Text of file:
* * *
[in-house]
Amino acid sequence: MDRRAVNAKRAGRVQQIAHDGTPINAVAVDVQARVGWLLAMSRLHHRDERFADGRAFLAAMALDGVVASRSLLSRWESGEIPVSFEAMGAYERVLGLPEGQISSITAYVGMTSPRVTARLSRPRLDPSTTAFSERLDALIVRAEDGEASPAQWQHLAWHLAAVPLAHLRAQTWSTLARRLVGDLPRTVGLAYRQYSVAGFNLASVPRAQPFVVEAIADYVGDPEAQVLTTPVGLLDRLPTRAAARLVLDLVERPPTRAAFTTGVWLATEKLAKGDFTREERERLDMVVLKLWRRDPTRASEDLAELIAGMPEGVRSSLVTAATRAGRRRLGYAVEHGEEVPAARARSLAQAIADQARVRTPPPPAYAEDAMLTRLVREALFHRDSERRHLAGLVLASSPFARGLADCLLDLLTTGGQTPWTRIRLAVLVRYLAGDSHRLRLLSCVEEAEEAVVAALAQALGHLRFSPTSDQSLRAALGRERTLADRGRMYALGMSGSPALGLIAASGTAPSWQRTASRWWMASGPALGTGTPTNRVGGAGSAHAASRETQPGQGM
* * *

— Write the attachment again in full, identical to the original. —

[in-house]
Amino acid sequence: MDRRAVNAKRAGRVQQIAHDGTPINAVAVDVQARVGWLLAMSRLHHRDERFADGRAFLAAMALDGVVASRSLLSRWESGEIPVSFEAMGAYERVLGLPEGQISSITAYVGMTSPRVTARLSRPRLDPSTTAFSERLDALIVRAEDGEASPAQWQHLAWHLAAVPLAHLRAQTWSTLARRLVGDLPRTVGLAYRQYSVAGFNLASVPRAQPFVVEAIADYVGDPEAQVLTTPVGLLDRLPTRAAARLVLDLVERPPTRAAFTTGVWLATEKLAKGDFTREERERLDMVVLKLWRRDPTRASEDLAELIAGMPEGVRSSLVTAATRAGRRRLGYAVEHGEEVPAARARSLAQAIADQARVRTPPPPAYAEDAMLTRLVREALFHRDSERRHLAGLVLASSPFARGLADCLLDLLTTGGQTPWTRIRLAVLVRYLAGDSHRLRLLSCVEEAEEAVVAALAQALGHLRFSPTSDQSLRAALGRERTLADRGRMYALGMSGSPALGLIAASGTAPSWQRTASRWWMASGPALGTGTPTNRVGGAGSAHAASRETQPGQGM